Preschool is a great time for your child to learn how to interact with their peers, but it’s also a great stepping stone for kindergarten. Since every child is different, many parents wonder and worry, “Is my child ready for preschool?” Everyone learns at a different pace and in different ways, so it can be difficult to know how a child will fair when entering preschool. If you are a parent concerned about this, take heart in knowing that preparing for preschool is more about the general concepts that your little one understands more than how “smart” they seem. Preschool has a lot to do with social interaction, getting used to organized education, and experiencing the learning process in a more formal setting. If you are concerned about your child doing well in a preschool setting, read on to learn about the concepts that are helpful for them to understand before starting in order to make the transition easier.
Giving your child the foundation for a healthy understanding of math will only help make preschool even easier for them. Help them learn how numbers and counting apply to their life. Give them the ability to count to at least three, although being able to properly count to at least five is better. As your child enters preschool, counting will be covered, however, getting a head start is always helpful. You can help your child count their crackers at snack time, or teach them how to show how old they are by holding up the right amount of fingers. Your child should be somewhat familiar with numbers, even if they can’t count very high.
Yes, we don’t expect preschoolers to be talented artists or even color within the lines, but it is always a good sign when a child can recognize and replicate certain elements when drawing. By three to four years of age, your child should be able to copy square shapes and draw circles and squares. When it comes to their imaginative artwork, they should know how to draw a person with at least two body parts. They should also begin to copy some capital letters. While they don’t need to know them off the top of their head, they should be able to copy a few capitals when you write them for them first.
Emotional and Social Development
Education is an integral aspect of preschool, but socialization is just as important in development. Their pretend games will become more complex at this age as they play. Being bossy is developmentally normal, but it’s important to help them understand the concept of giving as they play with others. Help them curb their bossiness by letting them help with chores at home and give you guidance without being overly controlling. If your little one doesn’t have any siblings, you might worry about their ability to share and play nice with others. Observe them as they play with other children their age, and help them understand how to play fair and share with others when issues arise. This will be a key part to their happiness in preschool.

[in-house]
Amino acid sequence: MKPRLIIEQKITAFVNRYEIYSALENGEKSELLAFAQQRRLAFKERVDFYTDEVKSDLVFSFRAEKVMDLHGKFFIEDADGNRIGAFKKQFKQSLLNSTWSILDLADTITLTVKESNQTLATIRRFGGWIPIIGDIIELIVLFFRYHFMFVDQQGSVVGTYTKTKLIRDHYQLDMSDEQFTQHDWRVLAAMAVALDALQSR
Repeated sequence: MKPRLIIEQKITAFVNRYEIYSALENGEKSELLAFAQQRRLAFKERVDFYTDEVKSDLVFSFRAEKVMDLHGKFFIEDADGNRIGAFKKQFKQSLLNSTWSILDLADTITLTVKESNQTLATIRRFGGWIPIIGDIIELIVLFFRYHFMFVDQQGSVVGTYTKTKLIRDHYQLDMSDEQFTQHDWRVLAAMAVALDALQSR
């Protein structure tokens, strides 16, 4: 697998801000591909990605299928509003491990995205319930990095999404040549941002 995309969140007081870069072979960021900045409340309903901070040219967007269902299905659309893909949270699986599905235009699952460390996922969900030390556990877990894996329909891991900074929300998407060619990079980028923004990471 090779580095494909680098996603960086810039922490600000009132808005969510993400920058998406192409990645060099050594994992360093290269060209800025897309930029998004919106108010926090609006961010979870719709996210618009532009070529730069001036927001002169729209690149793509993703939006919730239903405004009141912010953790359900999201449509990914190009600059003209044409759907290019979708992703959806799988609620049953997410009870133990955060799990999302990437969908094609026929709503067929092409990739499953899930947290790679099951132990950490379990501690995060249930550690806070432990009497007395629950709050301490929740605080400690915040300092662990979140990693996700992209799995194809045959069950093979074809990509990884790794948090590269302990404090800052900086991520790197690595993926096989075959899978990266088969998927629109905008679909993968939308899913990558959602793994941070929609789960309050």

By four, children should be able to make connections in their play. They should know how to sort objects by shape, color, and/or size, as well as understand the concept of simple opposites. You can encourage this by play with colors or textures, teaching them about the seasons (hot versus cold), and by helping them learn their colors. Many of their lessons in preschool will be focused on these types of categorizations, so helping them get a basic knowledge of opposites or categories before preschool will allow them to stay ahead of the curve.
Consequences will be different for whatever the action is, but it’s important to help set boundaries at home before they enter a school setting. Start using an early warning system (“Food isn’t for throwing. If you continue to throw, I’ll have to take your food away”), as well as only offering punishments that follow a logical series of consequences. By the time they enter preschool, they should know that there are consequences for their actions, regardless of what they are.
Preschool is an exciting time developmentally, and you can do so much at home to help your child prepare for this chapter in their life. Worrying about your child making a smooth transition into preschool is normal, however, there isn’t always a “norm” when it comes to how developed a child should be. All children have different strengths and weaknesses, many of which you will discover as your child enters school. Be observant, and have open communication with your child’s teacher in order to help him or her with any areas in which they struggle. With extra help at home and in the classroom, any child can successfully conquer preschool and prepare for success in kindergarten.
Dixie Somers is a freelance writer who loves to write for women’s interests, education, and parenting issues. She lives in Arizona with her husband and three beautiful daughters and is enthusiastic about learning kids from star-brite.com